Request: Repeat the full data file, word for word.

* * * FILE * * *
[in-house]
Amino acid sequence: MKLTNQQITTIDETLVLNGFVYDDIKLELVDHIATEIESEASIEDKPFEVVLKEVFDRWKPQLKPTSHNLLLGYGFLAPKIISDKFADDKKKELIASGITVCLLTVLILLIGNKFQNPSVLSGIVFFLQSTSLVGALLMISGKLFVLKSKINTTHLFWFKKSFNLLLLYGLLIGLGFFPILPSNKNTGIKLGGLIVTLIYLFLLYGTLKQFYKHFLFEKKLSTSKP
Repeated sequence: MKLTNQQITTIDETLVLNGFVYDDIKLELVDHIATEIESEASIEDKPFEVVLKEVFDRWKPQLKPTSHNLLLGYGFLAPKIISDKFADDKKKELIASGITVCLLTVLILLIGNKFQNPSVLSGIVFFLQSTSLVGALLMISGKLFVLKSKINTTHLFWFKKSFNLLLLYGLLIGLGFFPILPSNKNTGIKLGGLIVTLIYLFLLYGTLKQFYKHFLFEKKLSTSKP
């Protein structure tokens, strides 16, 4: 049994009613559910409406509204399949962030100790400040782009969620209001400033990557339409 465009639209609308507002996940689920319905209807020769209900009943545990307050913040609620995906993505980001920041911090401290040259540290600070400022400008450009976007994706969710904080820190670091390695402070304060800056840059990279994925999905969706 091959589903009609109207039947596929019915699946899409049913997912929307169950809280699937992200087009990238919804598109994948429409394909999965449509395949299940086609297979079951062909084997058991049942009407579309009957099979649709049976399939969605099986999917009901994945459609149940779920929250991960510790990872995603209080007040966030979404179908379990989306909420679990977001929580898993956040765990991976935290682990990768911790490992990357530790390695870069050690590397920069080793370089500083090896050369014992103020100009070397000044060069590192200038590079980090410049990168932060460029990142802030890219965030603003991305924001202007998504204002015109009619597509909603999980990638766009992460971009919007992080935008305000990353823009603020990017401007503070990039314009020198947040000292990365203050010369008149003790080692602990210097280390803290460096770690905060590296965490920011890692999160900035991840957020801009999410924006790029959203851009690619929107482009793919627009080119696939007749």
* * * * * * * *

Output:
[in-house]
Amino acid sequence: MKLTNQQITTIDETLVLNGFVYDDIKLELVDHIATEIESEASIEDKPFEVVLKEVFDRWKPQLKPTSHNLLLGYGFLAPKIISDKFADDKKKELIASGITVCLLTVLILLIGNKFQNPSVLSGIVFFLQSTSLVGALLMISGKLFVLKSKINTTHLFWFKKSFNLLLLYGLLIGLGFFPILPSNKNTGIKLGGLIVTLIYLFLLYGTLKQFYKHFLFEKKLSTSKP
Repeated sequence: MKLTNQQITTIDETLVLNGFVYDDIKLELVDHIATEIESEASIEDKPFEVVLKEVFDRWKPQLKPTSHNLLLGYGFLAPKIISDKFADDKKKELIASGITVCLLTVLILLIGNKFQNPSVLSGIVFFLQSTSLVGALLMISGKLFVLKSKINTTHLFWFKKSFNLLLLYGLLIGLGFFPILPSNKNTGIKLGGLIVTLIYLFLLYGTLKQFYKHFLFEKKLSTSKP
């Protein structure tokens, strides 16, 4: 049994009613559910409406509204399949962030100790400040782009969620209001400033990557339409 465009639209609308507002996940689920319905209807020769209900009943545990307050913040609620995906993505980001920041911090401290040259540290600070400022400008450009976007994706969710904080820190670091390695402070304060800056840059990279994925999905969706 091959589903009609109207039947596929019915699946899409049913997912929307169950809280699937992200087009990238919804598109994948429409394909999965449509395949299940086609297979079951062909084997058991049942009407579309009957099979649709049976399939969605099986999917009901994945459609149940779920929250991960510790990872995603209080007040966030979404179908379990989306909420679990977001929580898993956040765990991976935290682990990768911790490992990357530790390695870069050690590397920069080793370089500083090896050369014992103020100009070397000044060069590192200038590079980090410049990168932060460029990142802030890219965030603003991305924001202007998504204002015109009619597509909603999980990638766009992460971009919007992080935008305000990353823009603020990017401007503070990039314009020198947040000292990365203050010369008149003790080692602990210097280390803290460096770690905060590296965490920011890692999160900035991840957020801009999410924006790029959203851009690619929107482009793919627009080119696939007749």